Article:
Charlie tells a classic climbing story — mine barely varies from it, except it was in New Hampshire ;-) Just wanted to say that I started climbing in my mid-30’s – ten years ago – and it was life changing. I walk, hike, and climb stairs better. My balance is better. I have a much clearer idea of my strengths, which turn out to be far greater than my weaknesses. I highly recommend it to everyone of all ages & persuasions. And the gear is tiny – fits in a few duffels!

  8. Avatar of

    posted by Claycat on

    What an amazing story, Charlie! Thanks for sharing!

    You won’t catch me on the side of a cliff! :)

  9. posted by Annette on

    And the only thing that got me to the top of the 90 foot wall in Tahoe was the fact that I was the only female there and would have let down half the planet if I didn’t keep going. Hardest thing I ever did.

  10. posted by the milliner on

    I’ll also add that once you master a new skill, not only will you save yourself lots of time, chances are you might have a lot of fun doing it too.

    You need to push past the boring, but essential (i.e. knot tying) and the scary (Charlie’s story, as Julia says, is classic. I still remember what it was like the first time I set up my own rappel – that adrenaline soaked heart in throat ‘OMG, I need to get this right or I die’ feeling is not easily forgotten) to get to the good stuff.

    Climbing (not to mention other skills) can definitely push you to your limits (physically, psychologically), but the hard won ascent makes the view that much sweeter. Just takes a leap of faith now and then and the perseverance to see it through.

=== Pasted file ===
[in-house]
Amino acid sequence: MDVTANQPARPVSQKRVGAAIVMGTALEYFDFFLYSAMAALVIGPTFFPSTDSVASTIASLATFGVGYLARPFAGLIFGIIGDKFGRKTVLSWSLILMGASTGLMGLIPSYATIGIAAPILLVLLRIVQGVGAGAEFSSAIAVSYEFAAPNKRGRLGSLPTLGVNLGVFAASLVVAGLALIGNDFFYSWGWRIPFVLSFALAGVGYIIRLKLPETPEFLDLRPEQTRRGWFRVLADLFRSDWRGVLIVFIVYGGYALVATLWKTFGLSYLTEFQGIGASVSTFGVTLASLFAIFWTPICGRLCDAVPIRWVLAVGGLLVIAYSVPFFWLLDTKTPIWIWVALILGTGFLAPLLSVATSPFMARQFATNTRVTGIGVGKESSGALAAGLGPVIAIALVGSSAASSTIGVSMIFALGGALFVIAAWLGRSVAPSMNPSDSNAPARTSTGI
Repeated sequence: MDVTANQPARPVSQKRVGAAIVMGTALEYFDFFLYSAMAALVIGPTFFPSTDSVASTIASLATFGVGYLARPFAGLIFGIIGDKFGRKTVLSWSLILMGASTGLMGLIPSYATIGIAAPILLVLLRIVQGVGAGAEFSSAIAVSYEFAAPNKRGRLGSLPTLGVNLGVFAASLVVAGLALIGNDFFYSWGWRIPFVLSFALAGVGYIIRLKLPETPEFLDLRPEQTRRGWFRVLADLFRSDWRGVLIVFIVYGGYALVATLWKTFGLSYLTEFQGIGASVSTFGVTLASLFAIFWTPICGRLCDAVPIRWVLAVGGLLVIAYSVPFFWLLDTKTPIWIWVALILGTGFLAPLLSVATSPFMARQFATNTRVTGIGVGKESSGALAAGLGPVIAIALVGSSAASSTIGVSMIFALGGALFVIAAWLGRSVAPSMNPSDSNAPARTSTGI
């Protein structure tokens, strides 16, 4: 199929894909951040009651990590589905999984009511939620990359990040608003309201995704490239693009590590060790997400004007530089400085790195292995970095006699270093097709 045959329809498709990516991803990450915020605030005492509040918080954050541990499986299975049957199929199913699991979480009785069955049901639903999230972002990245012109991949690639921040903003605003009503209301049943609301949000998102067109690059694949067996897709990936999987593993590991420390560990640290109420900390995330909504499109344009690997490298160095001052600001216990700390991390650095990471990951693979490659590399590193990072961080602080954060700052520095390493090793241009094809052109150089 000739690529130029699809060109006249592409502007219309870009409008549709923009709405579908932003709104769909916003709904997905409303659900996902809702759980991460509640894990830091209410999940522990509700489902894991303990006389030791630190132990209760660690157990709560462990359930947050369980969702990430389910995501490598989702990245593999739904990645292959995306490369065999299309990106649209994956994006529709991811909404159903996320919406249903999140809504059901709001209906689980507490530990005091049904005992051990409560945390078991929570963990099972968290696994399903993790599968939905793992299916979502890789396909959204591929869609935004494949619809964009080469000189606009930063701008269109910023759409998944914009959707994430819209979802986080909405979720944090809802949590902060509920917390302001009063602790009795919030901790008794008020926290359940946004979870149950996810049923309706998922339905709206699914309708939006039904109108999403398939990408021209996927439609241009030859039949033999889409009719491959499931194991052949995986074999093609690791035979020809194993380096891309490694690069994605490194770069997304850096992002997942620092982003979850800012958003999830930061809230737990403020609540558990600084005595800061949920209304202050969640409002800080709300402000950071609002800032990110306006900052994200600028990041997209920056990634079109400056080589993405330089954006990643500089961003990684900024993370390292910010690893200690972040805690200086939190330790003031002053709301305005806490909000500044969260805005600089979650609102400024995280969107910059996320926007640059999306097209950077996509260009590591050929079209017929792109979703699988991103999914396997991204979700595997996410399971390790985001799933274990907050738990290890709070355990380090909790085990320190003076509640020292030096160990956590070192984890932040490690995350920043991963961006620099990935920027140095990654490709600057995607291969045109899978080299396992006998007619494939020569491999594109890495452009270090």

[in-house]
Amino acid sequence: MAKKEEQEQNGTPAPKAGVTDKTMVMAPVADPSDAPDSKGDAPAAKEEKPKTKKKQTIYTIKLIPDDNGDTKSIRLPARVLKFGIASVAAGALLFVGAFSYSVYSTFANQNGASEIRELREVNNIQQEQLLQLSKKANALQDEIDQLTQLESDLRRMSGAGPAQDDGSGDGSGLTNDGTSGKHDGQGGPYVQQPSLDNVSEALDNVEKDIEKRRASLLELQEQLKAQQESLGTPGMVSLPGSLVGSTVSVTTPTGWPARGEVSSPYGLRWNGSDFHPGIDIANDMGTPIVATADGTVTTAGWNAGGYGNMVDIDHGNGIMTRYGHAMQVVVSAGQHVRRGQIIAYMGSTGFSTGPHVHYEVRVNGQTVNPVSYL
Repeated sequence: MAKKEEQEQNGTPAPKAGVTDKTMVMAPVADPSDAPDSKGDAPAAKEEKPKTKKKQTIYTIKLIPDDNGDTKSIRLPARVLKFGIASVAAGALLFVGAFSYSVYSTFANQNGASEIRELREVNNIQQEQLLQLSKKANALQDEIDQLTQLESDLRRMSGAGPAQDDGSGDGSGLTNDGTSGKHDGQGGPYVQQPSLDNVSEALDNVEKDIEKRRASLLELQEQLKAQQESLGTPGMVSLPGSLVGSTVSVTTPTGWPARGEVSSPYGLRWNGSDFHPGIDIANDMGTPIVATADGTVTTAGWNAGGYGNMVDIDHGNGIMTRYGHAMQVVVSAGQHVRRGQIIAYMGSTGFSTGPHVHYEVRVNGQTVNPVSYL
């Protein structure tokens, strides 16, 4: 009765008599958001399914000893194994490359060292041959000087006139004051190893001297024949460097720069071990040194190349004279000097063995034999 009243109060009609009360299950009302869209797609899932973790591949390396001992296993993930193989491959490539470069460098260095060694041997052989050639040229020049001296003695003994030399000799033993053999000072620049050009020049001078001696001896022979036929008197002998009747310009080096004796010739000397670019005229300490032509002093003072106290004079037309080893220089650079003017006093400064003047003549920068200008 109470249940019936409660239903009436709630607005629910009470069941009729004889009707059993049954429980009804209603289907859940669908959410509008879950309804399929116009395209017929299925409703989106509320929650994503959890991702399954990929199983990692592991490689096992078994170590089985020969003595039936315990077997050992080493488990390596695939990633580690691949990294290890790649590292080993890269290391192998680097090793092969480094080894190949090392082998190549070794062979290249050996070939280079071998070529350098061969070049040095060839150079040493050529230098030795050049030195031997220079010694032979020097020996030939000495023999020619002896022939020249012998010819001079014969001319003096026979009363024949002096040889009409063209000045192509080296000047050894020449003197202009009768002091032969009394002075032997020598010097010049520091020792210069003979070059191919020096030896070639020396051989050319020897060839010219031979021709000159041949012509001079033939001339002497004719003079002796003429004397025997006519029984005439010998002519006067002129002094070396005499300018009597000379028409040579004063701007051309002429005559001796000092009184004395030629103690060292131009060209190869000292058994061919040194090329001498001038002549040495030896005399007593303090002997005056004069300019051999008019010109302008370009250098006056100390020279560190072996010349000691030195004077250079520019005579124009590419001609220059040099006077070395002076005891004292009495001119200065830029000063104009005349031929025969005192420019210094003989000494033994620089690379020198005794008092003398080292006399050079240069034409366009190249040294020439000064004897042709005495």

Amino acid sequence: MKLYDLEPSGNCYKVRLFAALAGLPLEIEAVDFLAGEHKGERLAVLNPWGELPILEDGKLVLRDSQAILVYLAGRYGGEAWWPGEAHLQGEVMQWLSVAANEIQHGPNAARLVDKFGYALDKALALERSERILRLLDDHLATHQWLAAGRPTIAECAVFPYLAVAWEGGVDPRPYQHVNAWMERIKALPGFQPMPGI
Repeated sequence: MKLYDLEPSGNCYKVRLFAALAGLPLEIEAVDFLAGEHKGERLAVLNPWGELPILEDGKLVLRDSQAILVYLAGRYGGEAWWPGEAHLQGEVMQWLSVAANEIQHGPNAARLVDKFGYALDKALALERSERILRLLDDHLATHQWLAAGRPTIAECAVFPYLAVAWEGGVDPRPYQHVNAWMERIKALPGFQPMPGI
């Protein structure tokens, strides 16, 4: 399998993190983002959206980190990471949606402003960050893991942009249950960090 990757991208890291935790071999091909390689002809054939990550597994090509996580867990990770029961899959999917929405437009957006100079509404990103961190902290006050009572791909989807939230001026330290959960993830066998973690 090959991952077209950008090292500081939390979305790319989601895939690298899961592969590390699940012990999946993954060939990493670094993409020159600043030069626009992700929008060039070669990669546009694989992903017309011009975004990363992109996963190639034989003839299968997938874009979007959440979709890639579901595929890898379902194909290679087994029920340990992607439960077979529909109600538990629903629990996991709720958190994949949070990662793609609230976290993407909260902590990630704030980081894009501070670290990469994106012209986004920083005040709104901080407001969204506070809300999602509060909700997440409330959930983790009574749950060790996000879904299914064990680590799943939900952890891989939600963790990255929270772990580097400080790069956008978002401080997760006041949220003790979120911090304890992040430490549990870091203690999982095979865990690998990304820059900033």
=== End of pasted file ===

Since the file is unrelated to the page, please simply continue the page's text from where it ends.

11. posted by j-squared on

    smart move taking a class. i thought i’d give rock climbing a shot a couple of years ago, and instead of getting proper instruction (beyond the climbing gym’s requirements for passing a belaying test), i went crazy climbing like a 5 year old during recess. I could barely use my hands for the next 3 days! sometimes it pays to ease into a new skill.

  12. posted by mike on

    I have been climbing for 2 years now, and frequently when I see new people climbing they always think they must do pull-ups the whole way. This coupled with the fear of falling(over gripping the holds) results in very very tired hands and fingers. Best advice I have ever gotten and something always repeating in my head is look at your feet. Climbing a wall is a lot like climbing a ladder use your strengths(those big ole legs that support your weight) while you work on your weaknesses(little chicken arms we all have from sitting on computers). Once you get over the fear and find your balance rock climbing will become more like dancing up the wall.

  13. Avatar of

    posted by Sky on

    Wow, I thought I was being adventurous taking a Spanish class….

  14. posted by mydivabydesign on

    It’s good to remind people that you have to start with the basics to have a good foundation on which to build anything! Thanks.

  15. posted by Beverly D on

    One of the hardest things to do as an adult with experience at anything is to go back to being a novice at something. As an older adult, and experienced at lots of things–but NOT rock climbing–I still get that tickle of nerves whenever I try something new. I recently started on a new committee, and when I got there I thought Oh gee I’m going to fall on my face, these people are going to find out how dumb I am. But I got through the day and learned the process, and when I go back in 6 months for the next meeting it will be easier.

  16. posted by Cary on

    The same thing is true of sewing. A lot of people are surprised that you actually spend very little time sewing. Most of a project involves measuring, cutting and pressing.